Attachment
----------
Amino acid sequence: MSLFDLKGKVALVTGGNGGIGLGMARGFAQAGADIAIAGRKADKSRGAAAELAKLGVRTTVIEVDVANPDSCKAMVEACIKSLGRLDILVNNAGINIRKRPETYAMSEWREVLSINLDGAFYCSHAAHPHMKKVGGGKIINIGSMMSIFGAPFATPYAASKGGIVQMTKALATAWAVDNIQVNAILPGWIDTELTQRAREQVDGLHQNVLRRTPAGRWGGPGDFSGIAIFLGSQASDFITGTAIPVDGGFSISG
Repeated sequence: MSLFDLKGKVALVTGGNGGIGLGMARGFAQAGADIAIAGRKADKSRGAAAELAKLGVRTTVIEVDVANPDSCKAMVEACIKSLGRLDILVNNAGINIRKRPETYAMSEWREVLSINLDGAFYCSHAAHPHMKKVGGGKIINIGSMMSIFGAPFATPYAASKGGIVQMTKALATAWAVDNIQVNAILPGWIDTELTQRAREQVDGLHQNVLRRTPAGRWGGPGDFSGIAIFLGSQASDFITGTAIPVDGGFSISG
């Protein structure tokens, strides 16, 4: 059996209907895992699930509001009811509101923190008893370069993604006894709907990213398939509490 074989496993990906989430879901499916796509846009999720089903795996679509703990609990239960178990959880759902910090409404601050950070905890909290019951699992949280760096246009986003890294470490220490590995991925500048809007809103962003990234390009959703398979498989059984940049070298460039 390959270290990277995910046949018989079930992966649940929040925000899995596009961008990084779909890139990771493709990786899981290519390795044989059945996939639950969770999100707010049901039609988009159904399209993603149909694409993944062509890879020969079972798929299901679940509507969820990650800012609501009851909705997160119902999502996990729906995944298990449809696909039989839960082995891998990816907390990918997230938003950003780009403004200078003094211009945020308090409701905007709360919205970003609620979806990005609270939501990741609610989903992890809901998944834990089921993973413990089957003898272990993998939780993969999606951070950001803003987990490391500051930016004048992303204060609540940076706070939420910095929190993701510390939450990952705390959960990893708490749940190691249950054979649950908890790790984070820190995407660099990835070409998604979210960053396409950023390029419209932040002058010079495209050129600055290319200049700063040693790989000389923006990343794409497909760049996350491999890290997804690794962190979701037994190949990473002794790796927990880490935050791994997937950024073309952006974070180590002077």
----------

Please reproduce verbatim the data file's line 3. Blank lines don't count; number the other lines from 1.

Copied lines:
């Protein structure tokens, strides 16, 4: 059996209907895992699930509001009811509101923190008893370069993604006894709907990213398939509490 074989496993990906989430879901499916796509846009999720089903795996679509703990609990239960178990959880759902910090409404601050950070905890909290019951699992949280760096246009986003890294470490220490590995991925500048809007809103962003990234390009959703398979498989059984940049070298460039 390959270290990277995910046949018989079930992966649940929040925000899995596009961008990084779909890139990771493709990786899981290519390795044989059945996939639950969770999100707010049901039609988009159904399209993603149909694409993944062509890879020969079972798929299901679940509507969820990650800012609501009851909705997160119902999502996990729906995944298990449809696909039989839960082995891998990816907390990918997230938003950003780009403004200078003094211009945020308090409701905007709360919205970003609620979806990005609270939501990741609610989903992890809901998944834990089921993973413990089957003898272990993998939780993969999606951070950001803003987990490391500051930016004048992303204060609540940076706070939420910095929190993701510390939450990952705390959960990893708490749940190691249950054979649950908890790790984070820190995407660099990835070409998604979210960053396409950023390029419209932040002058010079495209050129600055290319200049700063040693790989000389923006990343794409497909760049996350491999890290997804690794962190979701037994190949990473002794790796927990880490935050791994997937950024073309952006974070180590002077």